In my time, I’ve had many good teachers and I’ve seen lots of crap. My problem with “cool moves” in action movies is that it spawns kids to go and find out what martial art style will teach them to fight “like that” or a martial art instructor who will teach them “crap” because it is what kids want to learn. So here, we go with stupidity demonstration number 1:
Are you ready for this? Are you sure? Are you really sure?
For this week’s Traditional Martial Arts Fail, we have the five definitive ways to defeat a BJJ guy. It’s as easy as using basic movements against a compliant partner. Imagine that!
Checking out their website, it seems like these guys are the “too deadly” sort who want to believe in their mysticism and bogus street cred. Their experiences range in arts like the esteemed Pekiti-Tirsia Kali system (it’s right up at the top of the martial arts pyramid with Kapu Kuialua, we assure you) and Krav Maga (because that style is so effective). One of “the masters” practices a style that is “concept based rather than technique-based.” You know, because it’s bad to base a martial art on having good technique.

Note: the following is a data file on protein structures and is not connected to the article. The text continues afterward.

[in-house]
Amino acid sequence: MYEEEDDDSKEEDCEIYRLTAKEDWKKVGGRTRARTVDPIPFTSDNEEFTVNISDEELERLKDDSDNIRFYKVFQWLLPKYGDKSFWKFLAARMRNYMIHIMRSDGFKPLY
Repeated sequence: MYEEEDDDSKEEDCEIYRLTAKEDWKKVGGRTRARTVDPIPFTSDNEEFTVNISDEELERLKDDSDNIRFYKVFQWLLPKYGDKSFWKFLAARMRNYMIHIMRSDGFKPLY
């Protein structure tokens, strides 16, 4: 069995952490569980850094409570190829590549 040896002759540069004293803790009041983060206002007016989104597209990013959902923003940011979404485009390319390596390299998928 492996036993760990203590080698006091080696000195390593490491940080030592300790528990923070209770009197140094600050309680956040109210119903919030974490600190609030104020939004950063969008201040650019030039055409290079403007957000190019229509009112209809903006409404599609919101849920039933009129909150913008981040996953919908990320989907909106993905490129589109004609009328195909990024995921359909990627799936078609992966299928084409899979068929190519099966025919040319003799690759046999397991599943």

Needless to say, if the dude in the video tried any of this compliant crap on a legit BJJ fighter or any other sort of grappler, he’d wind up with a broken arm. Just goes to show you that even though the UFC is a little more than 20 years old, there are still people who haven’t gotten the message about what works in a fight and what doesn’t!
If you see any video that’s good (or bad) enough to make the cut, let us know! Send it to firstname.lastname@example.org.
Ready to see some bullshit “martial arts” get exposed in hilarious fashion?